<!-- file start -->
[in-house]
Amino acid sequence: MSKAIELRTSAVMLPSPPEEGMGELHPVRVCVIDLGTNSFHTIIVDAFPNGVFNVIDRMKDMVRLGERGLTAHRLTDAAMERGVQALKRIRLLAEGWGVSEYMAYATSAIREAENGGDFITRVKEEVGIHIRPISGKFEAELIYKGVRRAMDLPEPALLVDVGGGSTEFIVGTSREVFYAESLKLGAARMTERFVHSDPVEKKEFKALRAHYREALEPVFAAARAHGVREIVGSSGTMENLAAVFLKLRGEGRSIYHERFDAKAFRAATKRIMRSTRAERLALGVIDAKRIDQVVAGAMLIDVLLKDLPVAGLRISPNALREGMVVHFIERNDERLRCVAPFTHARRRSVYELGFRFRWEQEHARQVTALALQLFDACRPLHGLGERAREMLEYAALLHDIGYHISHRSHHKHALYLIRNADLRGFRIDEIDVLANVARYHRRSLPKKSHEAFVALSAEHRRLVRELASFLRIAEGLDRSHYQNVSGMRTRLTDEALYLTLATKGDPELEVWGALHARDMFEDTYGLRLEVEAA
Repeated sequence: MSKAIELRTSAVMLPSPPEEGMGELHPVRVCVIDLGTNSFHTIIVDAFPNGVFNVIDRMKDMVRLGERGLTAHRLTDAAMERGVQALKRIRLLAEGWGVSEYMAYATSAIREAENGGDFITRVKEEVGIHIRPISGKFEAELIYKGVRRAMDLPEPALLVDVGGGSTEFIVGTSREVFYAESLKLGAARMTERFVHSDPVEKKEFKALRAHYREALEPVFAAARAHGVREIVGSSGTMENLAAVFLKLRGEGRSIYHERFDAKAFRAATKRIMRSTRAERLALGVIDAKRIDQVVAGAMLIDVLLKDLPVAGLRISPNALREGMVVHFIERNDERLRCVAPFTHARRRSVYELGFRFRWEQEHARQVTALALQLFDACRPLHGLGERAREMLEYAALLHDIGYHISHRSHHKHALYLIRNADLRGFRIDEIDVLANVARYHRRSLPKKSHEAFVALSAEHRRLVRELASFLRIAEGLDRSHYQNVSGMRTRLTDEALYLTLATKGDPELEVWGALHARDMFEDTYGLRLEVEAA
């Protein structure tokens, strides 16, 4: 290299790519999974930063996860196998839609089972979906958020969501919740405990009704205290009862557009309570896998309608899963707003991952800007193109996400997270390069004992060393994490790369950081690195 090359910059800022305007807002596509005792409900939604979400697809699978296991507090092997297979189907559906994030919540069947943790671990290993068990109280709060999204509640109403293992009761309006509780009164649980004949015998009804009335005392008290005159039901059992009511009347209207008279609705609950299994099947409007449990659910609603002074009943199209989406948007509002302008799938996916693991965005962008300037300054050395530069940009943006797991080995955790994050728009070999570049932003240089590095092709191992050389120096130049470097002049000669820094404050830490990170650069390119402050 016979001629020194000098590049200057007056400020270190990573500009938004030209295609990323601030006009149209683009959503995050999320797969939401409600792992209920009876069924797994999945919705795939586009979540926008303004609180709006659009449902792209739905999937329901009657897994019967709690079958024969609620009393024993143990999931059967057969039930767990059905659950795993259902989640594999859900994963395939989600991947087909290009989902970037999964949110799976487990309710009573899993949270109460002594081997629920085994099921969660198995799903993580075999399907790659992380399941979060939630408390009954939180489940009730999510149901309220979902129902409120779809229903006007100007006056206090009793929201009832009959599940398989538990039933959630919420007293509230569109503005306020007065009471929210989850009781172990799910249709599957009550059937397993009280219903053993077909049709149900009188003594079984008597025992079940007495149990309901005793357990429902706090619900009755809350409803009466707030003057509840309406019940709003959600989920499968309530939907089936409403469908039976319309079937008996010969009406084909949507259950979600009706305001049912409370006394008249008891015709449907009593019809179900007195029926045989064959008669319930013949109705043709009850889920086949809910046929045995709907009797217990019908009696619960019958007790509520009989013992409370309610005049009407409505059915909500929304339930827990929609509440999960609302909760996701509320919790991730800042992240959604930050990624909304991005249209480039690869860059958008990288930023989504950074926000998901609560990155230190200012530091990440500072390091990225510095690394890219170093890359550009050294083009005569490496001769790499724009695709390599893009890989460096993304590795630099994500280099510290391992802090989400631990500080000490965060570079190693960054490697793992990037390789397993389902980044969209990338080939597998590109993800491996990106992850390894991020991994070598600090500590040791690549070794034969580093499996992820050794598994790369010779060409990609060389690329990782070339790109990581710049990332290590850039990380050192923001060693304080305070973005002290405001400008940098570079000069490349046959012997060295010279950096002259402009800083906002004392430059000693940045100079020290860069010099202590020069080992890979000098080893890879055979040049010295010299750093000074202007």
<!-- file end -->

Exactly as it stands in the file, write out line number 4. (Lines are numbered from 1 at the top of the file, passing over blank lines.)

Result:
């Protein structure tokens, strides 16, 4: 290299790519999974930063996860196998839609089972979906958020969501919740405990009704205290009862557009309570896998309608899963707003991952800007193109996400997270390069004992060393994490790369950081690195 090359910059800022305007807002596509005792409900939604979400697809699978296991507090092997297979189907559906994030919540069947943790671990290993068990109280709060999204509640109403293992009761309006509780009164649980004949015998009804009335005392008290005159039901059992009511009347209207008279609705609950299994099947409007449990659910609603002074009943199209989406948007509002302008799938996916693991965005962008300037300054050395530069940009943006797991080995955790994050728009070999570049932003240089590095092709191992050389120096130049470097002049000669820094404050830490990170650069390119402050 016979001629020194000098590049200057007056400020270190990573500009938004030209295609990323601030006009149209683009959503995050999320797969939401409600792992209920009876069924797994999945919705795939586009979540926008303004609180709006659009449902792209739905999937329901009657897994019967709690079958024969609620009393024993143990999931059967057969039930767990059905659950795993259902989640594999859900994963395939989600991947087909290009989902970037999964949110799976487990309710009573899993949270109460002594081997629920085994099921969660198995799903993580075999399907790659992380399941979060939630408390009954939180489940009730999510149901309220979902129902409120779809229903006007100007006056206090009793929201009832009959599940398989538990039933959630919420007293509230569109503005306020007065009471929210989850009781172990799910249709599957009550059937397993009280219903053993077909049709149900009188003594079984008597025992079940007495149990309901005793357990429902706090619900009755809350409803009466707030003057509840309406019940709003959600989920499968309530939907089936409403469908039976319309079937008996010969009406084909949507259950979600009706305001049912409370006394008249008891015709449907009593019809179900007195029926045989064959008669319930013949109705043709009850889920086949809910046929045995709907009797217990019908009696619960019958007790509520009989013992409370309610005049009407409505059915909500929304339930827990929609509440999960609302909760996701509320919790991730800042992240959604930050990624909304991005249209480039690869860059958008990288930023989504950074926000998901609560990155230190200012530091990440500072390091990225510095690394890219170093890359550009050294083009005569490496001769790499724009695709390599893009890989460096993304590795630099994500280099510290391992802090989400631990500080000490965060570079190693960054490697793992990037390789397993389902980044969209990338080939597998590109993800491996990106992850390894991020991994070598600090500590040791690549070794034969580093499996992820050794598994790369010779060409990609060389690329990782070339790109990581710049990332290590850039990380050192923001060693304080305070973005002290405001400008940098570079000069490349046959012997060295010279950096002259402009800083906002004392430059000693940045100079020290860069010099202590020069080992890979000098080893890879055979040049010295010299750093000074202007």